It is not clear what articles are referred to. There are daily, in the paper and online media articles which, no doubt, the Commission considers to be defamatory. Reference is however made to posters and it could be the Commission is referring to the posters associated with an ongoing international campaign to close the Special Schools. They were moved from the ECRE web site some time ago and are carried by several international online media. The Commission response says they are defamatory. As far as we are aware the only one which refers to the European institutions mentioned is a political poster which reflects the reality that special schools were first launched under the Third Reich to segregate Roma and Jewish children and provide no useful education. The post-war Soviet regime carried them on but only for a small population of mentally deficient children. It was only in 1989 when the "old regime" collapsed that the new so-called democratic governments significantly increased incentive funding and converted the schools back into their Nazi function of segregating Roma children and denying any useful education; this situation continues today.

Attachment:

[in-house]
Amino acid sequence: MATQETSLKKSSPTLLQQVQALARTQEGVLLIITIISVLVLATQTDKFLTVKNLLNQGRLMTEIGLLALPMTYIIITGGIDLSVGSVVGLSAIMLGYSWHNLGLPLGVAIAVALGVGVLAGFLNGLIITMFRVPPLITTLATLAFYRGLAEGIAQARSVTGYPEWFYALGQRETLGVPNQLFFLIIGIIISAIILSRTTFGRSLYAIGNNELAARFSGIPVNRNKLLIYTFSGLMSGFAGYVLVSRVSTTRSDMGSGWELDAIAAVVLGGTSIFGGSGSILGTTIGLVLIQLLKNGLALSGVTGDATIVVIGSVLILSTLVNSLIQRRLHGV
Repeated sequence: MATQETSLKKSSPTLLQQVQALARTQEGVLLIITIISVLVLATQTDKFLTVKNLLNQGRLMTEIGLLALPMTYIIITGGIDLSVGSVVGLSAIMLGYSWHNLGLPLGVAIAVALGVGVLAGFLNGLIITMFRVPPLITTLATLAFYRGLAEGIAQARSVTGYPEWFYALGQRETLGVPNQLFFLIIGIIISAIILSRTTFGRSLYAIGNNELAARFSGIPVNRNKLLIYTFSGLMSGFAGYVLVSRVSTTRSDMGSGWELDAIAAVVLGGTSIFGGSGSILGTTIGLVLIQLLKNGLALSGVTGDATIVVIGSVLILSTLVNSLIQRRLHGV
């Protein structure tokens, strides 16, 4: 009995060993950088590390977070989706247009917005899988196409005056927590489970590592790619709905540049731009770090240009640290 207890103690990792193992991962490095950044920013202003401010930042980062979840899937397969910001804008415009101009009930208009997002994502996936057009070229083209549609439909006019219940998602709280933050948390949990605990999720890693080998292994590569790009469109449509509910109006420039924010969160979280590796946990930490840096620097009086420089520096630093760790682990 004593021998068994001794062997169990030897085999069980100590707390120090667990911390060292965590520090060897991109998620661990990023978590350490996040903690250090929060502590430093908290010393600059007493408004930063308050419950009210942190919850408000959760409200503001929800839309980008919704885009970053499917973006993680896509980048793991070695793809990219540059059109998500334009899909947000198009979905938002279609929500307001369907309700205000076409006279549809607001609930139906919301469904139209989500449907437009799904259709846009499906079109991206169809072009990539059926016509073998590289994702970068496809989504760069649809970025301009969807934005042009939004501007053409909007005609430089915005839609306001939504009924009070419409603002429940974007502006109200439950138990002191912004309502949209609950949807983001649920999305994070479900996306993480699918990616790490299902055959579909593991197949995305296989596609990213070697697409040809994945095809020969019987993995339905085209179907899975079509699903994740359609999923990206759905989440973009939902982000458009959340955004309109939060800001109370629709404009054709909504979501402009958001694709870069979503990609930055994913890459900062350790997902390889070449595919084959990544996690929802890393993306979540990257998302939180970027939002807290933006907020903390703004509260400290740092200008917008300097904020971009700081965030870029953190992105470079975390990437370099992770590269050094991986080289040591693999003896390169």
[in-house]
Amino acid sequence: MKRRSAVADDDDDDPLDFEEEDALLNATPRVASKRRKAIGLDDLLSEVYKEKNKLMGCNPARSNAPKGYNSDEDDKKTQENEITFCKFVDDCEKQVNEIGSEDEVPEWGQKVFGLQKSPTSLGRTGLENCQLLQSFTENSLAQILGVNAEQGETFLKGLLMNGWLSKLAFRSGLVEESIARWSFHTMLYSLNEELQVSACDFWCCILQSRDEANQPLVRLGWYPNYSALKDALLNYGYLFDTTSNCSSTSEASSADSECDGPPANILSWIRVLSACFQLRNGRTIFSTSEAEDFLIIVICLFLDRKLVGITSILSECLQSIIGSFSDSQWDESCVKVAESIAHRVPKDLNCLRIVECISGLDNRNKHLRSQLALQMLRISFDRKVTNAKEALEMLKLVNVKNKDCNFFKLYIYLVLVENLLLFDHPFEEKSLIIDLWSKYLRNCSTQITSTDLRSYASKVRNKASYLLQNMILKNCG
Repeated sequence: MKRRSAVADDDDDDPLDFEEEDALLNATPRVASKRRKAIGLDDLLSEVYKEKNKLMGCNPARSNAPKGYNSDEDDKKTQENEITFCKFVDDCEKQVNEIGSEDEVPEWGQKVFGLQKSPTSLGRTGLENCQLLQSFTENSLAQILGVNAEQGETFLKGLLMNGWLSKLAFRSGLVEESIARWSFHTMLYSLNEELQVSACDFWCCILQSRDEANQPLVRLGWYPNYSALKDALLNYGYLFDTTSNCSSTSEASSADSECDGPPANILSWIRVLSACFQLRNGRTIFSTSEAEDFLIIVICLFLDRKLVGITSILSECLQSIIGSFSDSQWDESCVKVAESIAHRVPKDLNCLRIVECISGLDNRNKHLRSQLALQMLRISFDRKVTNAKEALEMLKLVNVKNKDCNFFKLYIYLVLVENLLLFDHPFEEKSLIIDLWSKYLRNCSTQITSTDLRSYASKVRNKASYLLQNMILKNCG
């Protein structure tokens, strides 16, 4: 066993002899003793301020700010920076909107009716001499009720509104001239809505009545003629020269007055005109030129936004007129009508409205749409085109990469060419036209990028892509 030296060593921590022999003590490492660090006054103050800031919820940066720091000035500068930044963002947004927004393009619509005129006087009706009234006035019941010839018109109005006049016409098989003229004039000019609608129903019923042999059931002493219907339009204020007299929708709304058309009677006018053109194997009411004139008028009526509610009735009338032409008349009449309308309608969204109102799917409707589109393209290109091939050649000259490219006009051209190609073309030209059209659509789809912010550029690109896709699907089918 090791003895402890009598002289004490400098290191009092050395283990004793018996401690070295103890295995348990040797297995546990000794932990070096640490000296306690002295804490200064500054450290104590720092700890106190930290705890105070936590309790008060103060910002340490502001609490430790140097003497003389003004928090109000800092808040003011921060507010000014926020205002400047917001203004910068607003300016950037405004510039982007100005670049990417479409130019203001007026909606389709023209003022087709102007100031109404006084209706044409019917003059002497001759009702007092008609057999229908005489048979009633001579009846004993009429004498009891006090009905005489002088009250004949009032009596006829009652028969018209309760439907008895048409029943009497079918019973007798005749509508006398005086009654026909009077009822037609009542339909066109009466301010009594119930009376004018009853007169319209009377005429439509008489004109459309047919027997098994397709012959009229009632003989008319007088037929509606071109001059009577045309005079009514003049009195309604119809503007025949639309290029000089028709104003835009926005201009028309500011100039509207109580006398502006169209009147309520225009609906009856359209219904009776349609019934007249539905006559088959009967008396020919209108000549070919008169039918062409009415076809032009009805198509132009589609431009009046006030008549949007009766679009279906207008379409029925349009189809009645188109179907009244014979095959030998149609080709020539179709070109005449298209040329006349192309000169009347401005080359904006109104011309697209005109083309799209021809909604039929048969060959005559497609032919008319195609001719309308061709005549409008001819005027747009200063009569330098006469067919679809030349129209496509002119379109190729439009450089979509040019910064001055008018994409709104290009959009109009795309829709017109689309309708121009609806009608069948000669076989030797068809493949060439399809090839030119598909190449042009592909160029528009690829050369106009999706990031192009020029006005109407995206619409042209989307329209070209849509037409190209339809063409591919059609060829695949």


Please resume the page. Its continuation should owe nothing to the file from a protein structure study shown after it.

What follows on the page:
One of the more obvious political insensitivities of the European institutions is the fact that the perception of the special schools as neo-Nazi institutions is widespread amongst the communities affected by them. They are constant reminders of a fearful and oppressive period during the second world war when Nazi occupation or Nazi-sympathetic regimes existed. However the governments concerned remain insensitive to this issue and continue to ramp up number of Roma children within them with the objective of achieving segregation and educational denial. The European institutions, including the European parliament, remain completely insensitive to what these special schools represent and oblivious of the negative political image associated with these institutions. This in itself is a very serious political issue.